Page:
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ARS Home » Southeast Area » Stoneville, Mississippi » Biological Control of Pests Research » Research » Publications at this Location » Publication #376685

Research Project: Biology and Control of Invasive Ants

Location: Biological Control of Pests Research

Title: Olfactory and behavioral responses to Acetate Esters in red imported Fire Ant, Solenopsis invicta

Author
item Du, Yuzhe - Cathy
item ZHOU, AIMING - Huazhong Agricultural University
item Chen, Jian

Submitted to: Pest Management Science
Publication Type: Peer Reviewed Journal
Publication Acceptance Date: 10/21/2020
Publication Date: 11/16/2020
Citation: Du, Y., Zhou, A., Chen, J. 2020. Olfactory and behavioral responses to Acetate Esters in red imported Fire Ant, Solenopsis invicta. Pest Management Science. https://doi.org/10.1002/ps.6152.
DOI: https://doi.org/10.1002/ps.6152

Interpretive Summary: Red imported fire ants are a significant invasive pest. In the United State alone, fire ants cause about $7 billion annual economic loss. Synthetic insecticides are commonly used in controlling fire ants. Due to the public concern on the negative impact of synthetic insecticides, safe alternative control products are needed. Repellants can be used to exclude fire ants from some sensitive areas, such as hospital, school and electrical equipment; and attractants can be used to enhance the acceptance and selectivity of fire ant baits. In this study, the effect of a series of acetate esters on fire ants was investigated. We found two potential fire ant attractants, pentyl acetate and tran-2-hexenyl acetate, and two potential repellents, hexyl acetate and cis 3-hexenyl acetate, which may provide a foundation for developing new products or improve existing products for fire ant management.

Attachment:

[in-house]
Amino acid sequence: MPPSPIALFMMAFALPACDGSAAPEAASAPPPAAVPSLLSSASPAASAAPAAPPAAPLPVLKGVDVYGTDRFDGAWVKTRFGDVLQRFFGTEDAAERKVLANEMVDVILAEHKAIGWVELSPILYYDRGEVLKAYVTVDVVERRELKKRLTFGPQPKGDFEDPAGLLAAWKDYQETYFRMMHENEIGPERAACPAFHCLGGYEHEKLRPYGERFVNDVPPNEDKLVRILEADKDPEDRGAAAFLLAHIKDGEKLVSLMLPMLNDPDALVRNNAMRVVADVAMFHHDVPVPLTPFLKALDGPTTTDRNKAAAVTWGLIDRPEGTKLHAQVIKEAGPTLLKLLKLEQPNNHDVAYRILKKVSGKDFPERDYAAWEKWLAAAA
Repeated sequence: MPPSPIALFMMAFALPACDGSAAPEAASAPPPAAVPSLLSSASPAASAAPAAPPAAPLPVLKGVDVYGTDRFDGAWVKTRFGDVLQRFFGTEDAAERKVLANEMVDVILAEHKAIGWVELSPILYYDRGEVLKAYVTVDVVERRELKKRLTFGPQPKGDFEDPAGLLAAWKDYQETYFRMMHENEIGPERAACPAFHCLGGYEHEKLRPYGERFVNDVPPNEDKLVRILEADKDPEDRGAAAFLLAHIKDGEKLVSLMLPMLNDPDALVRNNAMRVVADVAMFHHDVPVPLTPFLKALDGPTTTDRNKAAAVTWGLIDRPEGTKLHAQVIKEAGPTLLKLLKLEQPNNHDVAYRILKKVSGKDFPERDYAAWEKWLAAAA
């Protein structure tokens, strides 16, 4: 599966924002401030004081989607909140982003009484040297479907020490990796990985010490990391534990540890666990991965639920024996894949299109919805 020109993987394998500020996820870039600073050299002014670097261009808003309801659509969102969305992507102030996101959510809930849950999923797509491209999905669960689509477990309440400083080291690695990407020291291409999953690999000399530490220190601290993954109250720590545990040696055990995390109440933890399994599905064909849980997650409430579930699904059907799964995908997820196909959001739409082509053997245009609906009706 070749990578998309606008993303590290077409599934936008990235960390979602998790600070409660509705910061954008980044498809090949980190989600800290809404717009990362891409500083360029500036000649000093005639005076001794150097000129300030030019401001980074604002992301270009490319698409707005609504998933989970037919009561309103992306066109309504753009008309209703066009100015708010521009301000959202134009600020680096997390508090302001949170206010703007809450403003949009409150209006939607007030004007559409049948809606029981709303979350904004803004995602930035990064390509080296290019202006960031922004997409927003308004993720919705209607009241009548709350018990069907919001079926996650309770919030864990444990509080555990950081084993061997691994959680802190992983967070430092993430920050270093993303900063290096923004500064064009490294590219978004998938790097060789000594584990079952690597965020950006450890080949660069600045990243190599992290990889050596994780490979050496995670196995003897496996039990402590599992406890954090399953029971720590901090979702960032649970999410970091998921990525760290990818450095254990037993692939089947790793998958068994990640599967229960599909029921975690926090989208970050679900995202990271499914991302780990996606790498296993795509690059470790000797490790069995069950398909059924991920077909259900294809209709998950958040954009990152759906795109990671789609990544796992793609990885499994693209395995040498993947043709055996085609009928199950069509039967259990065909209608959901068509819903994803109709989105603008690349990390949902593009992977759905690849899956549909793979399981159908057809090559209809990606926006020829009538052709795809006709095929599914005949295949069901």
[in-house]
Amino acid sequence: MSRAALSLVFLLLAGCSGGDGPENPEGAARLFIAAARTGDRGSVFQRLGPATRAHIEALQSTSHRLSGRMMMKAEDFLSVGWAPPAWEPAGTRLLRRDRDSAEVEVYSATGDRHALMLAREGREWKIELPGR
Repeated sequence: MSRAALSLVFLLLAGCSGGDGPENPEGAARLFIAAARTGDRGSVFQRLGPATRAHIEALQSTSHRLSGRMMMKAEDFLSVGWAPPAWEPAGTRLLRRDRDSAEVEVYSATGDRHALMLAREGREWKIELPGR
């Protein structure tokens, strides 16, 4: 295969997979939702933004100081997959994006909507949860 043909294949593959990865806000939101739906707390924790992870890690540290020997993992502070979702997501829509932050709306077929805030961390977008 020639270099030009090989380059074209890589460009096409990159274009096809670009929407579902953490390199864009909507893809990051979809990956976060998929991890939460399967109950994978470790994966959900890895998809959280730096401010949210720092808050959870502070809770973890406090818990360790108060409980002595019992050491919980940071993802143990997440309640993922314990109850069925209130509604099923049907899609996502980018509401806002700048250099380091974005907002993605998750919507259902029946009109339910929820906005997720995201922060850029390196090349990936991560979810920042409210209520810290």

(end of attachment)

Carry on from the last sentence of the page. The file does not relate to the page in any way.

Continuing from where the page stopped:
Technical Abstract: The red imported fire ant, Solenopsis invicta Buren, is one of the most successful invasive ants in the world. Previous studies indicated that benzyl acetate and prenyl acetate elicited significant electroantennography (EAG) response in S. invicta and exhibited as attractants at certain concentrations. In this study, we examined the EAG and behavioral responses to twenty-six new acetate esters in all castes of S. invicta. Our results demonstrated a large diversity of EAG tuning and behavioral responses to acetate esters in S. invicta. For linear alkyl acetate esters, EAG response was clearly affected by the carbon chain length of the alkyl group. Linear alkyl acetates with 5-7 carbon chain length of the alkyl group elicited significant EAG response in S. invicta, whereas those with shorter (C1 to C4) or longer (C8 to C12) carbon chain lengths did not. Different substations also exhibited large variety of EAG and behavioral responses in S. invicta. Our work explored the olfactory and behavioral response of S. invicta to structurally different acetate esters, and identified two potential fire ant attractants, pentyl acetate and tran-2-hexenyl acetate, and two potential repellents, hexyl acetate and cis-3-hexenyl acetate. These compounds may be useful in developing new products for fire ant management.